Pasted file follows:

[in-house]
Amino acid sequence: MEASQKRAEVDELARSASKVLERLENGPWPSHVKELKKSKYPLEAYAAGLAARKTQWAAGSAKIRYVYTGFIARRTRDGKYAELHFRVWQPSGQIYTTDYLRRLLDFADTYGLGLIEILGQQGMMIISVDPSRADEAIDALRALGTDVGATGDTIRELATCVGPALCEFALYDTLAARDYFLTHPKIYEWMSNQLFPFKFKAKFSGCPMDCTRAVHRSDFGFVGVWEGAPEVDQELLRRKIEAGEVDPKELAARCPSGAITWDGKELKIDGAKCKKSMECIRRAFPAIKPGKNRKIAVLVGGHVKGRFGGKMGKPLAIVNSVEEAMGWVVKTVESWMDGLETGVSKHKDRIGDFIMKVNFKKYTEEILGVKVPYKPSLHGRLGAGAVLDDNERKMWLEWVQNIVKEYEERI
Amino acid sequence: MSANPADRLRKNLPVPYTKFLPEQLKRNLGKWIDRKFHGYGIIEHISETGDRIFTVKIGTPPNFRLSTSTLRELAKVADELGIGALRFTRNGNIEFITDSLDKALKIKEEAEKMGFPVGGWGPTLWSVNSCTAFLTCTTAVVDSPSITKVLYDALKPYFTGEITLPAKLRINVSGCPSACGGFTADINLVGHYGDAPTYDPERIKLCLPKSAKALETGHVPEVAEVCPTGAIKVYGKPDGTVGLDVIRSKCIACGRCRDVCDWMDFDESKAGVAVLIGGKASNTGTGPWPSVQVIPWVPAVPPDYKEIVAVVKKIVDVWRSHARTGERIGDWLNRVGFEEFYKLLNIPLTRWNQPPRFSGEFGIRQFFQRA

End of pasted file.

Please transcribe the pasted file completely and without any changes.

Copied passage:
[in-house]
Amino acid sequence: MEASQKRAEVDELARSASKVLERLENGPWPSHVKELKKSKYPLEAYAAGLAARKTQWAAGSAKIRYVYTGFIARRTRDGKYAELHFRVWQPSGQIYTTDYLRRLLDFADTYGLGLIEILGQQGMMIISVDPSRADEAIDALRALGTDVGATGDTIRELATCVGPALCEFALYDTLAARDYFLTHPKIYEWMSNQLFPFKFKAKFSGCPMDCTRAVHRSDFGFVGVWEGAPEVDQELLRRKIEAGEVDPKELAARCPSGAITWDGKELKIDGAKCKKSMECIRRAFPAIKPGKNRKIAVLVGGHVKGRFGGKMGKPLAIVNSVEEAMGWVVKTVESWMDGLETGVSKHKDRIGDFIMKVNFKKYTEEILGVKVPYKPSLHGRLGAGAVLDDNERKMWLEWVQNIVKEYEERI
Amino acid sequence: MSANPADRLRKNLPVPYTKFLPEQLKRNLGKWIDRKFHGYGIIEHISETGDRIFTVKIGTPPNFRLSTSTLRELAKVADELGIGALRFTRNGNIEFITDSLDKALKIKEEAEKMGFPVGGWGPTLWSVNSCTAFLTCTTAVVDSPSITKVLYDALKPYFTGEITLPAKLRINVSGCPSACGGFTADINLVGHYGDAPTYDPERIKLCLPKSAKALETGHVPEVAEVCPTGAIKVYGKPDGTVGLDVIRSKCIACGRCRDVCDWMDFDESKAGVAVLIGGKASNTGTGPWPSVQVIPWVPAVPPDYKEIVAVVKKIVDVWRSHARTGERIGDWLNRVGFEEFYKLLNIPLTRWNQPPRFSGEFGIRQFFQRA